As people settled in the city, they opened social clubs and pubs, which became vital community spaces. Irish people arriving in Coventry often headed straight to the clubs where they learnt where to find work or accommodation. A few venues even had their own lodgings. Some landlords promoted Irish welfare and held charity nights or lent money to people who were struggling. Many of the clubs were established in the 1950s, which coincided with the rise of the Irish showbands, who were renowned for their high-energy performances. In the 1960s, singers such as Joe Dolan and Brendan Bowyer toured Coventry and were popular with the Coventry-Irish community. By 1967, the Banba Club had a membership of over 1000 and on a Saturday night, an average of 650 people would come through the club’s doors.  There were also people in the community who vowed never to drink alcohol. In 1964 some of them set up the Coventry branch of the Pioneer Association, an organisation originally set up in Ireland. They held dances, sporting events and dinners at the Pioneer Hall in Coventry. Few of the Irish clubs remain in the city, but their legacy endures because many Irish people met their future spouses at the dances

   A number of Irish sports clubs were established in Coventry, offering sports such as hurling, Gaelic football and camogie – a sport similar to hurling played by women. Priests and other members of the community helped to set up these teams because they were concerned that young people were forgetting their Irish roots. There was sometimes competition between the clubs to recruit the best Irish sportspeople in Coventry. Gradually, the teams expanded and some purchased clubhouses where they could socialise after matches. Players often brought their families to watch the games and their children sometimes went on to represent the same team. The clubs held exhibition games featuring Irish teams. In 1966 St Finbarr’s Sports and Social Club held a hurling match between Galway and Meath, which was watched by around 10,000 spectators. The clubs initially ran male-only teams, but in 1971 a group of women established their own camogie team in Coventry.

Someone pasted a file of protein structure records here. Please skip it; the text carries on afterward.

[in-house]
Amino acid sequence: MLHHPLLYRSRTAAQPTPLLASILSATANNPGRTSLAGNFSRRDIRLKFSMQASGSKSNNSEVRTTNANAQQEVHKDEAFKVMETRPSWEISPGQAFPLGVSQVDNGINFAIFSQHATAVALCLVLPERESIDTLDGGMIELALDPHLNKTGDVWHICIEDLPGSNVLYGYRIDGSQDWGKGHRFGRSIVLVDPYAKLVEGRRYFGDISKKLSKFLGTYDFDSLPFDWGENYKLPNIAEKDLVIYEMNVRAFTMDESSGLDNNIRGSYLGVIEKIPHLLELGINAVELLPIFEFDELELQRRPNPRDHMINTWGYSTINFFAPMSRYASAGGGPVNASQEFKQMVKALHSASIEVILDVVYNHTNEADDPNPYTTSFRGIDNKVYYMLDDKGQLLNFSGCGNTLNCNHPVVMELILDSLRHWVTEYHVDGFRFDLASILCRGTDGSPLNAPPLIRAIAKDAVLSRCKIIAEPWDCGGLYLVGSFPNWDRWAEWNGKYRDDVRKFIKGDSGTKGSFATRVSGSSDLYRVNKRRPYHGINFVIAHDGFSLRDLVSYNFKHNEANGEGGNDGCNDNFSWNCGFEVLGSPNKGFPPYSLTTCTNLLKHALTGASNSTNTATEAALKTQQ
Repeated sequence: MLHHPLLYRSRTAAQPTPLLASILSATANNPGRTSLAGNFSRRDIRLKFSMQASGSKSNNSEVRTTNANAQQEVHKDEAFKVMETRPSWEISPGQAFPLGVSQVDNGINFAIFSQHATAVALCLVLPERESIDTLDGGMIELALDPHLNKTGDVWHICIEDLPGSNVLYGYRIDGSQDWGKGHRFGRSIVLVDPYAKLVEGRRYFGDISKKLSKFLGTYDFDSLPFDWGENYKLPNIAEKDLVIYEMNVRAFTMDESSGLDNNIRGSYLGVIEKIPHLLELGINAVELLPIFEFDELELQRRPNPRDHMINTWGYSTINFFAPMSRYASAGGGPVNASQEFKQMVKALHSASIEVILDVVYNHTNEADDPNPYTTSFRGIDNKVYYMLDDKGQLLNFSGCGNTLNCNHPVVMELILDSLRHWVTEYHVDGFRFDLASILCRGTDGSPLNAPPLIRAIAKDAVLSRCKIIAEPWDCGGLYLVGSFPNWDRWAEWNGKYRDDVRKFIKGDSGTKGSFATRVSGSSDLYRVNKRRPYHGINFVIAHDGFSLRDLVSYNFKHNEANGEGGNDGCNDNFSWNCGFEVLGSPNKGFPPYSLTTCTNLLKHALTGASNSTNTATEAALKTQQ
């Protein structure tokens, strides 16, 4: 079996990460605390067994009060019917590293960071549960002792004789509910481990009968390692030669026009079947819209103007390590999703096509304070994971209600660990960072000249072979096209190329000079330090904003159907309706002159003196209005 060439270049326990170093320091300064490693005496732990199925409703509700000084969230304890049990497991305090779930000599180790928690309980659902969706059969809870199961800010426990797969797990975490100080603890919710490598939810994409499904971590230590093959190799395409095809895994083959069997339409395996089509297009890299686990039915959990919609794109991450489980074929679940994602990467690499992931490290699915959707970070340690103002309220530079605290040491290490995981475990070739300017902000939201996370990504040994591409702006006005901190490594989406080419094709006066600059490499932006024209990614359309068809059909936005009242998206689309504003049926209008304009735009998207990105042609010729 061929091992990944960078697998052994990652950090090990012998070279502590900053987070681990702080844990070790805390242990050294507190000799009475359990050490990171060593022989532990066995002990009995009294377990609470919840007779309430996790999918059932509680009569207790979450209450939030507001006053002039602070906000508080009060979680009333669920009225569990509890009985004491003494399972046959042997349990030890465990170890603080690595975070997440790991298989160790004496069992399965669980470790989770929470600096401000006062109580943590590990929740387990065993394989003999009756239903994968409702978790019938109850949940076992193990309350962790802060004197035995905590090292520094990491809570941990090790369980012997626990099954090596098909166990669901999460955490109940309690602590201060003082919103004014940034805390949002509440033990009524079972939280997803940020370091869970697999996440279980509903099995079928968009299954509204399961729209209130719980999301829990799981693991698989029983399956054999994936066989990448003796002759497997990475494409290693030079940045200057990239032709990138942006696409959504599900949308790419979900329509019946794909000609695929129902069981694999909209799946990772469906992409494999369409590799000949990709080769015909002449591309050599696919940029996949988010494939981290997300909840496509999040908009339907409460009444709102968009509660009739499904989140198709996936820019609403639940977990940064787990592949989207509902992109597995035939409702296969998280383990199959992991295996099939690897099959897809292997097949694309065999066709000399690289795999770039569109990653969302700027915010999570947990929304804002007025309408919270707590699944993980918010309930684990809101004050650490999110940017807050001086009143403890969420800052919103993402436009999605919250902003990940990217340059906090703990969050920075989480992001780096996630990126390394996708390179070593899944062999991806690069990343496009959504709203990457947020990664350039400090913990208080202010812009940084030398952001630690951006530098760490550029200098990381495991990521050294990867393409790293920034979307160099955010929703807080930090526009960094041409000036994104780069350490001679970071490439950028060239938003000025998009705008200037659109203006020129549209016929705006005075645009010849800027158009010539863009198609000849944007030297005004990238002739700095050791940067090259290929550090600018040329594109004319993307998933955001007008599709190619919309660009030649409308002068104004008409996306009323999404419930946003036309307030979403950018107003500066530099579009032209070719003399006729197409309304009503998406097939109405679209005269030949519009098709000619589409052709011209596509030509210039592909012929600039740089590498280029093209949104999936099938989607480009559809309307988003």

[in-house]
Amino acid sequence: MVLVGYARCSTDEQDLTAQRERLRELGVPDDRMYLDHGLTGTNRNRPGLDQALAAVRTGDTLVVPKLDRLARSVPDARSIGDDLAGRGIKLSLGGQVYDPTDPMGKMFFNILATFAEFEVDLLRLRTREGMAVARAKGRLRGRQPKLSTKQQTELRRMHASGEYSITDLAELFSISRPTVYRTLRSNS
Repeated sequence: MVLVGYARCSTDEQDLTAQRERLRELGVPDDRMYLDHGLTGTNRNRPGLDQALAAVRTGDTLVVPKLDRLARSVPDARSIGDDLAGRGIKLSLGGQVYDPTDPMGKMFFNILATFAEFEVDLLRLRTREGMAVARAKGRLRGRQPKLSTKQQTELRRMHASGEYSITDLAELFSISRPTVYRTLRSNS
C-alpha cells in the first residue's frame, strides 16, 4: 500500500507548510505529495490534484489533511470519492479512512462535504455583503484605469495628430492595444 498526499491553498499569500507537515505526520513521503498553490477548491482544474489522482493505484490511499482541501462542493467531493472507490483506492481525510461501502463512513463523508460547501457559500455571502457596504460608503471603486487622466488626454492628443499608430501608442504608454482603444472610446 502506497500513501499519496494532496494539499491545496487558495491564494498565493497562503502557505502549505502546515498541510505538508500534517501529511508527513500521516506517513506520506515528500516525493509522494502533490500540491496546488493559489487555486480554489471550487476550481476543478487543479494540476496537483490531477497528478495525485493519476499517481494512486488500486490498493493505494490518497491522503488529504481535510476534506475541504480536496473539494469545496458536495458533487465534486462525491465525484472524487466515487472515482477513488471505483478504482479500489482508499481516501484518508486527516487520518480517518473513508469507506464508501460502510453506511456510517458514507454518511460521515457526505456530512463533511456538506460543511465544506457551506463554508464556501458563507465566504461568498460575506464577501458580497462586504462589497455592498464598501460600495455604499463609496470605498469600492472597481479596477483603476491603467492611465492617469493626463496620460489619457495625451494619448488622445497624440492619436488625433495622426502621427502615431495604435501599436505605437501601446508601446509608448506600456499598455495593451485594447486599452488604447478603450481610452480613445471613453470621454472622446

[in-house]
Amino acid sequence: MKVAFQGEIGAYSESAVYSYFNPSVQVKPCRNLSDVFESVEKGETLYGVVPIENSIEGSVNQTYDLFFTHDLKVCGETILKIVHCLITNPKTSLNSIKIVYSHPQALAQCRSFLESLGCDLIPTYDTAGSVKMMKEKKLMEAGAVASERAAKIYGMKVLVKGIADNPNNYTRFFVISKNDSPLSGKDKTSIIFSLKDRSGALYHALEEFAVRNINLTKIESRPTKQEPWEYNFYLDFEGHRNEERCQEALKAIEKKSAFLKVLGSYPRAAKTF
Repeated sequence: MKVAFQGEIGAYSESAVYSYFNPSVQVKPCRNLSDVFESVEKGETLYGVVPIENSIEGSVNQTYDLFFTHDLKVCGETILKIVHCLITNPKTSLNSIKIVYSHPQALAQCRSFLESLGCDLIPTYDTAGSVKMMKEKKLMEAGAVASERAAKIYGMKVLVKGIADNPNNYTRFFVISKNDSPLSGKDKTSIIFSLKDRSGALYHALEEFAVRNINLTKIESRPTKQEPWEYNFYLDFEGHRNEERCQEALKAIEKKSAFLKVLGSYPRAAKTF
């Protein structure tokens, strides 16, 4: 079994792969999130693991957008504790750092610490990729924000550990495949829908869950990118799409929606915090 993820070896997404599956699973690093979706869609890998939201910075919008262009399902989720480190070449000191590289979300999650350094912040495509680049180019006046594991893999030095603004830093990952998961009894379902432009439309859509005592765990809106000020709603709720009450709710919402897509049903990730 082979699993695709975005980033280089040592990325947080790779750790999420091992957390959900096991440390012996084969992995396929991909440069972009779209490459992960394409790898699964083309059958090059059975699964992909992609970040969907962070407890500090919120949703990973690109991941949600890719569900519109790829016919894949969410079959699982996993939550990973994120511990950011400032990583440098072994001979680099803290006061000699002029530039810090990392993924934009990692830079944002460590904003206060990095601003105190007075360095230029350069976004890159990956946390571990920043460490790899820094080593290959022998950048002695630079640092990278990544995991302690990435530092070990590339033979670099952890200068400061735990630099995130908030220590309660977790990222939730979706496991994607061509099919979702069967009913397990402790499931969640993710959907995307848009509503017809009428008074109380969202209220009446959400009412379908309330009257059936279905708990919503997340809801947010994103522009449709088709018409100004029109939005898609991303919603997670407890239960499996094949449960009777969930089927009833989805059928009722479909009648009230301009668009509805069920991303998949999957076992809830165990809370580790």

Most Irish people who came to Coventry belonged to the Roman Catholic faith. A smaller number of Protestants also migrated, and for both groups religion played an integral role in their lives. Irish Protestants often joined pre-existing parishes, but the higher number of Irish Catholics meant that new churches needed to be built. In 1913 there were two Catholic churches in Coventry. By 1983 this had grown to 17, many supported by donations from the community. In the 1950s and 1960s a number of Catholic schools were also built to accommodate the expanding Irish Catholic population. For many Irish migrants it was important that church attendance was continued by the next generation. Couples got married in local churches and their children received their first sacraments in the same parishes.

   To learn more (and to contribute to the project) Irish Heart, Coventry Home is currently on display in the foyer of the new building in Cork City Hall. The curator Ciaran Davis from Coventry Irish Society will be present at the space for Cork Culture Night, Friday 21 September.

 

Captions:

964a. Irish Heart, Coventry Home exhibition at Herbert Gallery, Coventry in March 2018 (picture: Kieran McCarthy)

964b. Coventry Irish Society stalwarts Simon McCarthy and Kay Forrest with Cllr Kieran McCarthy at the launch of Irish Heart, Coventry Home last March 2018 (source: Coventry Irish Society)

964c. Irish Emigrant Travel Permit Card between Britain and Ireland, 1946 (source: Coventry Irish Society)

 

964b. Covenry Irish Society stalwarts Simon McCarthy and Kay Forrest with Cllr Kieran McCarthy at the launch of Irish Heart Coventry Home last March 2018

964c. Irish Emigrant Travel Permit Card between Britain and Ireland, 1946

10 Sep 2018

McCarthy: Finish off Blackrock Pier Project

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Press Release

McCarthy: Finish off Blackrock Pier Project

   “A promised design to the public must be carried through. The Blackrock village playground is part of the Blackrock Pier redevelopment. The current plans seen by local residents need to be carried through by the City Council”, according to Independent Cllr Kieran McCarthy. 

   In response to an recent motion by Cllr McCarthy on the Blackrock playground, Director of Services of Cork City Council Valerie O’Sullivan has highlighted the most suitable location for a state of state of the art playground to serve Blackrock, Ballintemple and the South Docklands is Marina Park. A site has been identified within the park. Development of the playground, which is identified for Marina Park Phase 2. Phase 1 works are scheduled to commence in October. Detail design for phase 2 including the playground will commence when the necessary resources are available.

   According to Ms O’Sullivan, Cork City Council is committed to the enhancement of the Ursuline Convent Ground and will explore options to finance same under the Urban Regeneration Development Fund. City Council is still awaiting final transfer of the lands from the receiver of this development.

Cllr McCarthy noted:

“In recent months the narrative from the Council has been for just one major playground for the area in Marina Park in Docklands. However, the original plans for Blackrock Village included a small playground and a park on the Old Ursuline Convent front lawn, which slopes down to the regenerated pier area. It is crucial that agreements are honoured with local residents. The Pier area has become a great central focus but is only part of a bigger picture proposed”.

“I am excited about Marina Park and the proposed playground. The more the Council provide family foci like playgrounds the better. I will continue my lobbying for the Council to finish the Blackrock pier project. Marina Park is another super planned space, which needs lobbying for too”, noted Cllr McCarthy.